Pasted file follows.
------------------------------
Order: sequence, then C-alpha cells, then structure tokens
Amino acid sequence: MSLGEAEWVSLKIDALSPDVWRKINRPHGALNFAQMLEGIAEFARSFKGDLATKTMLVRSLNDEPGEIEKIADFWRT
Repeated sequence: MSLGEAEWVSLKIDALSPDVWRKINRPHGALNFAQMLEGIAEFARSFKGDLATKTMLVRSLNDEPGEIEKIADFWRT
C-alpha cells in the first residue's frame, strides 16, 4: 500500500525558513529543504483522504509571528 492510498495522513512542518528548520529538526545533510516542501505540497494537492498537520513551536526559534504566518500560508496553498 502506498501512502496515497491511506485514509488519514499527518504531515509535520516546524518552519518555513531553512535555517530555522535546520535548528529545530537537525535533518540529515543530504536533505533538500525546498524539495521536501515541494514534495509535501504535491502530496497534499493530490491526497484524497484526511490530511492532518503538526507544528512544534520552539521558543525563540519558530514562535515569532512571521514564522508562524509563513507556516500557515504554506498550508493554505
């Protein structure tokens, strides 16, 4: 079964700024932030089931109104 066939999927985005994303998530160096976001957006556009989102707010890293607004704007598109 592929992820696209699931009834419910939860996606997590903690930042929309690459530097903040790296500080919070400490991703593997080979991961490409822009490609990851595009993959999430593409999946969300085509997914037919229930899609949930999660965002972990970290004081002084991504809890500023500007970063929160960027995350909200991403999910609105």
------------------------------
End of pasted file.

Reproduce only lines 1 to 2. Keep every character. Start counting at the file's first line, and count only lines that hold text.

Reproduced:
Order: sequence, then C-alpha cells, then structure tokens
Amino acid sequence: MSLGEAEWVSLKIDALSPDVWRKINRPHGALNFAQMLEGIAEFARSFKGDLATKTMLVRSLNDEPGEIEKIADFWRT